Frank was a happily married man, or so he thought. Then one day, his wife of ten years came home and told him that she didn’t feel like being married anymore. “I love you. I’m just not in love with you,” she said, walking out the door.
Frank was devastated. He got mad at his wife, mad at his church, and mad at God. He got mad, and he stayed that way. He fumed and he generalized. He decided that all women must be this way and sooner or later anyone who got too close would hurt him.
Many of us experience hurt in life. It comes with the game.
It’s okay to hurt, to be angry, even to be bitter for a while. But no one is interested in hearing our lost love story ten years after it happened.
We even get sick of hearing it, ourselves.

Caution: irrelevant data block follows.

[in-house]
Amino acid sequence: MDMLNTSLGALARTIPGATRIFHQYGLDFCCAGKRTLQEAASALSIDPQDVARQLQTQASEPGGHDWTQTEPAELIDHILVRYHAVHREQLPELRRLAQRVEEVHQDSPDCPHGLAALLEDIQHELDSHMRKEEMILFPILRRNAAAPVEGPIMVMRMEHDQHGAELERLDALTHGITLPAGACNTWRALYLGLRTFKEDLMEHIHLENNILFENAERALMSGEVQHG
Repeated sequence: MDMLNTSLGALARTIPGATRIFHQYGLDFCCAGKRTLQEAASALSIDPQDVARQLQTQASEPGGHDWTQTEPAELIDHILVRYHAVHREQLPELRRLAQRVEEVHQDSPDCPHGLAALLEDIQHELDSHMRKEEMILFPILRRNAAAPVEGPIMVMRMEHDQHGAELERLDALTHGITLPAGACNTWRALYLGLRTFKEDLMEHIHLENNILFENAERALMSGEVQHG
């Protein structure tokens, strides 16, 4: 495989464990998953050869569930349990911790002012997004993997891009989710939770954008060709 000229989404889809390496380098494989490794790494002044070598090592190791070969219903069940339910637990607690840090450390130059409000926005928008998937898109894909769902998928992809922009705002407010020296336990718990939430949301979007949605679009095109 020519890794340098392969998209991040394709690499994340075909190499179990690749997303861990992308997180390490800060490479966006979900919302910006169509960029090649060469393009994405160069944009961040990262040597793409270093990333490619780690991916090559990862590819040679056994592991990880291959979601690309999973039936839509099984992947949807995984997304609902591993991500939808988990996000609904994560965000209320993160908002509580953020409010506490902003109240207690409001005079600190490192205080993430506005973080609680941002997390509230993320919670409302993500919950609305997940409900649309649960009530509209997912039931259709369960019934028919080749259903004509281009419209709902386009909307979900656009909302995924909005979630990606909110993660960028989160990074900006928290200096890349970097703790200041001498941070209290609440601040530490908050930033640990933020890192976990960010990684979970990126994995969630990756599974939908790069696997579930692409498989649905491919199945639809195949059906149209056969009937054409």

Sometimes it’s time to nurture our pain. Sometimes it’s time to get over it and get back in the game.
We all fall. Most people change their minds. We all make mistakes.
We don’t have to let a bad experience in life prevent us from having positive experiences in the future. Walls are indiscriminate. While they may protect us from being hurt again, they’ll also prevent us from experiencing joy.
God help me let go of self-sabotaging attitudes formed in a moment of hurt. Open me to the beauty that awaits when I approach life with an open heart.
From the book: More Language of Letting Go
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